Red Right Hand: MASTERMIND @ COMIC-CON DEBRIEF
*He is not a secret agent. Not at all.

 

MASTERMIND @ COMIC-CON DEBRIEF

I arrived at Comic-Con early Thursday morning and did little but wander about the place for hours, mentally cataloging the booths on the floor and not going to any panels because I didn't want to wait in line to see things I can read about later. I wasn't in a mood to be marketed to.

I caught sight of Marc Bernardin whom I met briefly a few weeks back. I wanted to thank him for running a short post on io9 in support of the Comic-Con International Independent Film Festival (for which he was a judge last year), but he was involved in conversation at the AiT/PlanetLar booth and I'm loathe to interrupt people I don't know in that way. It's rude and it's something I need to get over and just be rude.

As most of the people that I know and knew to be at the con were locked away in panels, I didn't run into anyone I knew until around 3:30, then I ran into two of them, independently of one another within about three minutes, when I found Kira Snyder making her way down a main aisle, then Amy Berg came upon us chatting there in the aisle. Then no one again, the rest of the day.

Kira's first episode of Eureka screened on Saturday night. "All The Rage" was a brilliant take on zombie-flicks and featured Lord of the Geeks, Wil Wheaton as guest star. For my money, that should have made her Nerd Prom Queen.

Enough about her though, more about me. Things remained fairly low-key until I got around to the CCI:IFF room around eight. The Mastermind cast and crew and I caught another film in our category (comics-oriented) called The League. It had a great story, great effects and excellent acting. It was a student thesis film from the film school at Chapman and was produced with a budget of $40,000.

Then came time for Mastermind. We were produced with a budget of pizza. After the mass exodus of people who were there just to see The League (followed by an influx of people there just to see Mastermind) we screened the flick to an audience of about 40-50, which was about what I expected. No one goes to Comic-Con to watch the Film Festival.

By comparison, the next day I popped in on a short called The Minuteman. It also had a good-sized budget and starred Christian Kane (of Leverage and Angel), Barry Corbin (No Country for Old Men), Willa Ford (Dancing with the Stars) and others...and they were all on hand for the panel discussion. Their audience was about the same size. So I'd say ours was respectable given the circumstances.

There was a Q and A panel after Mastermind.



Friday, I bought toys and I met up with Dave from Blogography...at long last. That night was the aforementioned Eureka screening, which I marked by dining at Cafe Diem, where I spotted an actress I totally recognize but cannot for the life me recall what I've seen her in.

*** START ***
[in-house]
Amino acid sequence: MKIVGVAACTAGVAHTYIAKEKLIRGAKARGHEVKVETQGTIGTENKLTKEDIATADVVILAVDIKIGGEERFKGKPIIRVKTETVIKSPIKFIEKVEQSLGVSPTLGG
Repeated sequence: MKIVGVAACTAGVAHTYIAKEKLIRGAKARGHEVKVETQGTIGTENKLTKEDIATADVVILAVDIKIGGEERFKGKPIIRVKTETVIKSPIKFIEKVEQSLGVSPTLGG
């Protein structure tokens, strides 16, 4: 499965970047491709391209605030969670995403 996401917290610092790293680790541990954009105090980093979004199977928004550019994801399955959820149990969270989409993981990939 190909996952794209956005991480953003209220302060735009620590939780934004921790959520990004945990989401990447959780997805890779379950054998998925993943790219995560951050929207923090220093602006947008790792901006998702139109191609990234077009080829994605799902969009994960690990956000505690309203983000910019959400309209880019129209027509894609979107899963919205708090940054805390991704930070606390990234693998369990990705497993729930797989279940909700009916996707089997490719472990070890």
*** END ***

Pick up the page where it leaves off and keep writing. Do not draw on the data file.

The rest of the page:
Saturday, I was in a sitting mood, so I started with the Leverage panel, despite the fact that Rogers thought it was more important to produce his show than promote it. Damn him. They were giving out t-shirts; five different ones. Each had the title of one of the characters on it; Hacker, Hitter, Grifter, Thief and Mastermind. Guess which one I got.

I followed that up with the genre television writers panel. Many good anecdotes told there about the likes of Middleman, Fringe, V, The 4400 and more. And man, Ashley Miller gets intense when he's giving advice on writing.

From there, I basically found all the Eureka writers shortly before the Eureka panel (including one who was actually writing an episode on a laptop in the hallway (that's bloody dedication!)) and found myself helping them save about 20-something seats at the back of room 6bdf because no one bothered to make sure that the writers and producers would be able to sit in their panel. Just network and studio folk. But, you know, it's supposed to be for the fans. They should be in the front, right?

Then, I hit the Film Threat panel, where you could see Kevin Smith speak to a small, half-filled room of about 40 people. The first topic of which was the stabbing in Hall H.

After dinner in the Gaslamp, I caught the last half hour of the big Kevin Smith Q & A (primarily for ease of meeting up with people) and the stabbing was still a big topic. One guy had a pen-in-the-eye costume already.

I blew off Sunday, but Mastermind director Susan Lee didn't. She instead collected praise from Mike Roush of Titmouse Studios and Lloyd Kaufman of Troma. She's also fielding calls about distribution and possible financing of a feature length version of Mastermind. These things, of course, remain to be seen.

So, would I do the CCI:IFF again?

Yeah. I would. I probably will next year. Look for Unkillable around late July next year. Or maybe sooner.
©2016 Michael Patrick Sullivan